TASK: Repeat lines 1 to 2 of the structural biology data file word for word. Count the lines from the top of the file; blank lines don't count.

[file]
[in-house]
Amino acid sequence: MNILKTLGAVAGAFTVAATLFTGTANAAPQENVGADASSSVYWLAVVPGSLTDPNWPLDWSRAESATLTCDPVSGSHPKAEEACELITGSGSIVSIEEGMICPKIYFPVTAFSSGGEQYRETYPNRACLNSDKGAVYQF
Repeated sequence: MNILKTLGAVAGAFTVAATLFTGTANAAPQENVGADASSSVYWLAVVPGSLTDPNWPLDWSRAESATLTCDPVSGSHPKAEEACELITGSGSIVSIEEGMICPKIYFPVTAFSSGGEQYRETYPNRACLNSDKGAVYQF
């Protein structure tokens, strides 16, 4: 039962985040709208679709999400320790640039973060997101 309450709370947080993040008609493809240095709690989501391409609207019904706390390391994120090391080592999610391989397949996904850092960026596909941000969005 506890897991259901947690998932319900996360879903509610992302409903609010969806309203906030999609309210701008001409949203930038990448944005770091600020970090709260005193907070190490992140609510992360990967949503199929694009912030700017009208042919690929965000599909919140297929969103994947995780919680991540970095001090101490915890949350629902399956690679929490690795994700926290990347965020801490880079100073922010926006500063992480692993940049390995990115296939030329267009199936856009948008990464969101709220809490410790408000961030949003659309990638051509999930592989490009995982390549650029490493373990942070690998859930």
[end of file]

[in-house]
Amino acid sequence: MNILKTLGAVAGAFTVAATLFTGTANAAPQENVGADASSSVYWLAVVPGSLTDPNWPLDWSRAESATLTCDPVSGSHPKAEEACELITGSGSIVSIEEGMICPKIYFPVTAFSSGGEQYRETYPNRACLNSDKGAVYQF